September 25, 2012 4:00 A.M. By Victor Davis Hanson
Islamists are taking full advantage of our failure to grasp their intent.
Like old King Ethelred the Unready, who either had no counsel or had no sense, or both, and often paid the Danegeld rather than attempt to deter the Norsemen, so Barack Obama and his lieutenants still believe that they can both appease radical Islam and convince others that is not what they are doing.
Various top-ranking U.S. officials, for instance, following the lead of President Obama himself, for days insisted that the murder of the American ambassador to Libya was a spontaneous act of a crowd that got out of control, enraged by the release of an anti-Islamic video trailer posted by an illiberal private American resident. We were to believe that the fault was not millions of medieval Islamists abroad who hate the West, but one Coptic American at home who had crude taste and ill intent.
U.N. Ambassador Susan Rice and White House Press Secretary Jay Carney both insisted that the killings of our people in Libya had nothing to do with anti-Americanism, much less anger at or disdain for the White House or administration policy — leaving their audiences wondering at what point in the future they would simply retract or ignore all the untrue things they were now asserting.
Of course, no one believed that narrative — not when the video had been in the public domain for months without incident (is there even a film that follows the trailer?), not when some diplomatic personnel in the Middle East had been put on higher alert in response to Islamist promises of violence, not when it was the iconic eleventh anniversary of the 9/11 killings, not when “protesters” brought in heavy weaponry to assault our facilities, not when there was a long history of radical Islamists using trivial affronts — from Danish cartoons to papal communiqués — as catalysts for preplanned violence.
So why those unusual efforts to downplay the circumstances around the gruesome death of an American ambassador?
The murdering of Americans in Libya is, embarrassingly so, the logical fruition of a failed — and increasingly dangerous — foreign policy in the Middle East. We missed out on siding with the Iranians who went out in the streets in 2009 to protest their country’s theocracy. Instead President Obama warned us about our own past culpable interference in the internal affairs of Iran. But note that Iranian reformers were far more likely to oppose fundamentalist, anti-American theocrats than were the more favored protesters in Egypt two years later. There is now no real obstacle to Iran’s acquisition of the bomb, and administration surrogates in the media instead talk of containment, as if Iran were a Pakistan with an archenemy, 1 billion–strong nuclear India next door.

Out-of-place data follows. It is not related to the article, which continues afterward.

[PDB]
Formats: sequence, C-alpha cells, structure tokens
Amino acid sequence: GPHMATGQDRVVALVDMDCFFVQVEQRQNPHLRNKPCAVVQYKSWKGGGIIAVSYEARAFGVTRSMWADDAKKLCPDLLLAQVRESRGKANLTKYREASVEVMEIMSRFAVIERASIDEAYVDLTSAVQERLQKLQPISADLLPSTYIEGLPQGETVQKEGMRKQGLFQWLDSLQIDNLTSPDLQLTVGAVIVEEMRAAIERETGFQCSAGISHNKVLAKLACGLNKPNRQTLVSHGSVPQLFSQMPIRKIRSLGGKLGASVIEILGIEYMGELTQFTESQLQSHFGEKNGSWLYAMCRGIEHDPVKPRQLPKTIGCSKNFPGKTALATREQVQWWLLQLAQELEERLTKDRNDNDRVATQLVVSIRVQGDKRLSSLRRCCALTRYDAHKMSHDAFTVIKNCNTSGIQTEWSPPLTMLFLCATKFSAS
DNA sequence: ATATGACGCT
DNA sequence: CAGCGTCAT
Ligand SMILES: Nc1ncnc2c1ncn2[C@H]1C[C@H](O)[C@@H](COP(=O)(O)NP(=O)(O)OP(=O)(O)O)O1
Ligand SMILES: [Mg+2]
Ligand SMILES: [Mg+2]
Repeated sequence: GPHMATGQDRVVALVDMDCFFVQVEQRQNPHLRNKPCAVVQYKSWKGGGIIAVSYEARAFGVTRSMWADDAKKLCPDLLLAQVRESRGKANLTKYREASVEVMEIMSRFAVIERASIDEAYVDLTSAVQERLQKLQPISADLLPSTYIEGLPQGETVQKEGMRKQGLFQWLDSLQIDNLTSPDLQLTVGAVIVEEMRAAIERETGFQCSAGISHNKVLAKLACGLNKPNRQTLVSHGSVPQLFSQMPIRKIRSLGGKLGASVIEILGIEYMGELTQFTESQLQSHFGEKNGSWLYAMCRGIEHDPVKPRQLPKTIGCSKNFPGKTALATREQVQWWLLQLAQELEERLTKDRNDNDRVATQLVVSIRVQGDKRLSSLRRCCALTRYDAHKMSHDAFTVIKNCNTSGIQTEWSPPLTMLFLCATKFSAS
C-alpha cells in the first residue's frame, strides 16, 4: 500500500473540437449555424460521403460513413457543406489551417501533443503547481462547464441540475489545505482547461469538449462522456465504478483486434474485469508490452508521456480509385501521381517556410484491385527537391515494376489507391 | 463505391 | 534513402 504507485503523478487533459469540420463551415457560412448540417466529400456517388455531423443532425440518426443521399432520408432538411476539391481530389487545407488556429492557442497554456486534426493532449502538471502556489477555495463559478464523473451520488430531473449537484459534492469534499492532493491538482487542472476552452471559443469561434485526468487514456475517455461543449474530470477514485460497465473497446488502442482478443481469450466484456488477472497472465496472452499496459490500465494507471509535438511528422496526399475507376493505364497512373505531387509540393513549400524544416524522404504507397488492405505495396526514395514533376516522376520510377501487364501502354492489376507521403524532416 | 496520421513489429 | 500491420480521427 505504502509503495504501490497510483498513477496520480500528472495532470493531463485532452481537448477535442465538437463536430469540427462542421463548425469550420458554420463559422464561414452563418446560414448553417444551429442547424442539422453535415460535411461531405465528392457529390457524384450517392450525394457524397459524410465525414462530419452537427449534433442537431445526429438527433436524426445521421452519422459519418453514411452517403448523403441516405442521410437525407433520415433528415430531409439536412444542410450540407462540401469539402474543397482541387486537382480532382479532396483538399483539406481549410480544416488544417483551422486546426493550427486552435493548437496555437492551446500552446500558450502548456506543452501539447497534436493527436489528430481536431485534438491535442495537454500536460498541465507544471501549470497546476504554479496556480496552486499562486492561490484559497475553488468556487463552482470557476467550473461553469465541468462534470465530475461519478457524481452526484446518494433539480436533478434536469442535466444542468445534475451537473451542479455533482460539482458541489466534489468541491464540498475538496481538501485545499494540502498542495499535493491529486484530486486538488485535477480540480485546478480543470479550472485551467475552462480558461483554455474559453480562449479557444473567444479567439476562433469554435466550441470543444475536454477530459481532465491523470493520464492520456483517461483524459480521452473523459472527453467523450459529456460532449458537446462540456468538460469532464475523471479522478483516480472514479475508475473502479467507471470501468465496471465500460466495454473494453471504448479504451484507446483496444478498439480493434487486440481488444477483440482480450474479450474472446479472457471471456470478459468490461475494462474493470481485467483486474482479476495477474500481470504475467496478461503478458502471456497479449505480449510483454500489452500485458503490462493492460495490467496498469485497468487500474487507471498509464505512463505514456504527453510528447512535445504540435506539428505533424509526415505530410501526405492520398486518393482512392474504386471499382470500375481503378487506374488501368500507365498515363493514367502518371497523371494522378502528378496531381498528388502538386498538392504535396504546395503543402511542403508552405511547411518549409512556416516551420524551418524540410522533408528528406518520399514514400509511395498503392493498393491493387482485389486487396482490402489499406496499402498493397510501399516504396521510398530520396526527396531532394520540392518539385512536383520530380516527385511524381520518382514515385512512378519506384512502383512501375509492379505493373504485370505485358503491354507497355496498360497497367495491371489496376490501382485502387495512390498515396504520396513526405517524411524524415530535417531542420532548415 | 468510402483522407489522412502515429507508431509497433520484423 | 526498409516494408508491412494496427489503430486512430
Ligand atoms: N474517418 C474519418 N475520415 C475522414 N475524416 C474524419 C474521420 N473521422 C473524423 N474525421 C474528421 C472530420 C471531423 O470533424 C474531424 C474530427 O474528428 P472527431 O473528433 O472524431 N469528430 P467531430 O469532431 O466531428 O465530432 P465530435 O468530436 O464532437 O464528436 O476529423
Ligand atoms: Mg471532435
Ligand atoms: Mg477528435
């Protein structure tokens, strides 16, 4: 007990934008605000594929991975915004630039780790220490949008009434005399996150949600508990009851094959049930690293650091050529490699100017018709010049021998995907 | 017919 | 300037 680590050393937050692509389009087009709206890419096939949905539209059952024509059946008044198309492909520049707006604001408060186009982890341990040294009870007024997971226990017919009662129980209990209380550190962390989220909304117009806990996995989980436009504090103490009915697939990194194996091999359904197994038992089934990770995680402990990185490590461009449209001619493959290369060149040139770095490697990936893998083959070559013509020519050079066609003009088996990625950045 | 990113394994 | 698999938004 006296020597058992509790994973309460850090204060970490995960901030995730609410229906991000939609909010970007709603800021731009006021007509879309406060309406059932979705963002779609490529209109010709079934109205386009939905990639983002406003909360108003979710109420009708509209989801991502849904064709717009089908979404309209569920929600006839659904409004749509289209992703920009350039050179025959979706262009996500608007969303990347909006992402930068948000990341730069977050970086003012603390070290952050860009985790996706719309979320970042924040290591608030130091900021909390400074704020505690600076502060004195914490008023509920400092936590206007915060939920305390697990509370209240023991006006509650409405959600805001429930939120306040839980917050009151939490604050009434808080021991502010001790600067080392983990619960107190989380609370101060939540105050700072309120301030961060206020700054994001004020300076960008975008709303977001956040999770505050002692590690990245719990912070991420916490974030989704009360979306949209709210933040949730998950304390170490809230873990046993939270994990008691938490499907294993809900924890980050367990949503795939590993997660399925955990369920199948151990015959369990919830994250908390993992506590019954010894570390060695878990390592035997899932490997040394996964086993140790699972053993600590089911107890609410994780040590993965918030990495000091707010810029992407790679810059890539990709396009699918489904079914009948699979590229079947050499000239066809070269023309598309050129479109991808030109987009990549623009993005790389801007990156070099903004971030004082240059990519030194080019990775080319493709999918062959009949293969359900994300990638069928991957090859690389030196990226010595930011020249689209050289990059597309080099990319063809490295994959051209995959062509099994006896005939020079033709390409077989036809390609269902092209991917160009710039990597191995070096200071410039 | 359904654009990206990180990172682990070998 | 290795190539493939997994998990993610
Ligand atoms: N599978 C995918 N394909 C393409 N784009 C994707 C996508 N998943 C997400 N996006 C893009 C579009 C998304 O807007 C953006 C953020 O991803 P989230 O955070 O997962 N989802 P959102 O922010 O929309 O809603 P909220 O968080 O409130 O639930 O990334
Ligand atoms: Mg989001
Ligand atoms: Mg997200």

Our loud announcements of withdrawal from Afghanistan have left us unable even to accompany the allied Afghan army on patrol. We just suffered our worst loss in planes since Vietnam, without press attention or a comment from the commander-in-chief. Few believe that the Taliban will not be in power in 2014. Iraq was once secure and open to discussions over a vestigial American base; now snubbed, it is left intriguing with Iran, the assumed regional hegemon.
The Obama administration was confused about the Egyptian revolution — mum on the old allied authoritarian Hosni Mubarak until it was clear that he would lose power, then rushing in to embrace the dissidents, then declaring the Muslim Brotherhood to be “secular,” when it was clear that the Google crowd would not assume power, as if Cairo was supposed to have been a pre–Palo Alto. Now Morsi, the former Egyptian dissident, who found freedom, employment, and security only in America, lectures us on what we must do to win his friendship, and the conditions under which he is willing to accept nearly $2 billion in American aid.
No one knows what we were doing in Libya — either strategically or tactically — other than offering up the cute phrase “leading from behind,” which was supposed to denote a new hybrid soft/hard-power protocol. Apparently when the crowds appeared to go 51 percent against Qaddafi, the new monster — thought to be in rehabilitation — became once more the old monster worthy of being bombed.
Syria’s Bashar al-Assad went from being a “reformer,” to a thug who had to go, to someone better left out of sight, out of mind. The more the administration declares our relationship with Israel unchanged, the more we know it has deteriorated to the lowest point in the history of the Jewish state — largely because Benjamin Netanyahu has been demonized as a right-wing trouble-maker who on any given day might do something to embarrass the Obama administration in the Arab world during the election campaign. If only he were as smarmy as David Letterman or Whoopi Goldberg, he might have earned an audience with the president.